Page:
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University Programs That I Should Apply For In The Winter

A photo of MightyJJ MightyJJ
Hey guys! I'm in need your advice and opinions :)
I'm a gr. 11 student who's going into gr. 12 this year and I don't know what program to apply for come this winter. I'm interested in pursuing a degree in Business but im confused about the differences between business, accounting, finance, and commerce. I'm interested in your opinions on which are the best business programs in Canada. But I also have interests in other fields so if you can suggest any program that offer's a dual degree that would be greatly appreciated!
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My career goal is to become a Chartered Accountant and thus I need/want to get into a top-tier school with an excellent program. The reason I prefer to go for a dual degree is because i'm also interested in getting a degree in the sciences so that I could expand my career opportunities. My average in gr. 11 was pretty low but im positive that I could maintain a 90% average in gr. 12
Any suggestions for programs and universities that might interest me?
THANKS FOR ALL THE HELP :)
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@MightyJJ wrote
My career goal is to become a Chartered Accountant and thus I need/want to get into a top-tier school with an excellent program. The reason I prefer to go for a dual degree is because i'm also interested in getting a degree in the sciences so that I could expand my career opportunities. My average in gr. 11 was pretty low but im positive that I could maintain a 90% average in gr. 12
Any suggestions for programs and universities that might interest me?
THANKS FOR ALL THE HELP :)



Waterloo has the best accounting program in the country and they do offer a program combination with their accounting faculty and science faculty - the biotechnology/chartered accountancy program. Unfortunately, the admission cutoff to this program is around 95% and only about 10 kids get in every year.

Western offers dual degrees - you could do biomed and Ivey. Ivey isn't that efficient for pursuing your CA though.

I believe Queens Commerce allows for dual majors of some sort, you would have to check that with someone else though.
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A photo of MightyJJ MightyJJ
Do dual degree's even look good on job resume's? I mean the jobs available in the business world are endless right? I just want to go a university that gives me the best education and experience that I could get. Like I know some programs offer international exchange programs where you go and study abroad for a year, something that really appeals to me. And do you know anything about the MBA degree?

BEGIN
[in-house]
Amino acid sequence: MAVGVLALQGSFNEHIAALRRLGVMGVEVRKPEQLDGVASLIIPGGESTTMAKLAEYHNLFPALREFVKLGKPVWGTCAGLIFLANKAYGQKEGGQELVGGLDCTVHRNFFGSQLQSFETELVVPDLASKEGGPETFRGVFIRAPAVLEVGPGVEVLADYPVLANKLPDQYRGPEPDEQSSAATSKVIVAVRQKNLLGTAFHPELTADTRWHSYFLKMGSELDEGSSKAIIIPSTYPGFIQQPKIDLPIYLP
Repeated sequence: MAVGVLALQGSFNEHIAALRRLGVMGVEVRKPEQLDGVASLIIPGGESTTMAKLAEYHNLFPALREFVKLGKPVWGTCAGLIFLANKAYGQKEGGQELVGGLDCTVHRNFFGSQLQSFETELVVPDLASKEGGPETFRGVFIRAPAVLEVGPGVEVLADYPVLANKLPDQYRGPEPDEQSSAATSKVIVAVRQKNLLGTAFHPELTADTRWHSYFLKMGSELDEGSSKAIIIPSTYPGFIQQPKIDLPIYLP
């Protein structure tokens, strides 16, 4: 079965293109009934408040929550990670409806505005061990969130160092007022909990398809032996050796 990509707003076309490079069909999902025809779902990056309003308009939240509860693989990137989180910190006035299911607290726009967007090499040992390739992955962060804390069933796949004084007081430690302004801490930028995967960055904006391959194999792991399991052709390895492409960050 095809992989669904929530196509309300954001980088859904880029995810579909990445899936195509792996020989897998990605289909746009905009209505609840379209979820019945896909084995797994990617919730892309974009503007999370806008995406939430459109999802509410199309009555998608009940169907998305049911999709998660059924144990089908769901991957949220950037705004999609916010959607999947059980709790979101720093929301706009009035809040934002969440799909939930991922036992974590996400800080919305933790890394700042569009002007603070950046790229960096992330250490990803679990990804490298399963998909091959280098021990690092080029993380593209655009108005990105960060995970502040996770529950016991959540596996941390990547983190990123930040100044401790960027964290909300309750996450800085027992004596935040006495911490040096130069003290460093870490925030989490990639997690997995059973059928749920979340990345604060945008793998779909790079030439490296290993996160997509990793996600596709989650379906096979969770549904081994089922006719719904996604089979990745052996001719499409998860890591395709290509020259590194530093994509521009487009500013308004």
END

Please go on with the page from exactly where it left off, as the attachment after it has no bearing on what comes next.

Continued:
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A photo of goldmansachs goldmansachs
Dual degree in commerce with sciences? Yeah it's difficult but not impossible I know a girl who did it and now she's interning at GS NY in the health care IBD.
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@immaculatedx wrote
Waterloo has the best accounting program in the country...


Define the best. In my books and in the books of many people in the industry, Schulich is known for the best accounting program in Canada. UFE passing rate for Schulich is much higher than it is for Waterloo.

MightyJJ, while Schulich does not offer a dual degree, it does have an outstanding internationally focused program, iBBA. It requires you to go on exchange to a different country and to learn a language and is generally geared to provide students with a global perspective which is strongly needed in today's world of increased globalization. The regular BBA program allows great exchange options as well, but does not require you to utilize them nor does it require you to study a language. I would recommend you to look into this school. It has outstanding reputation among business professionals in Canada and around the world. Schulich MBA is also ranked as the best business program by The Economist, Forbes, and other major publications. ;)
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@Respects wrote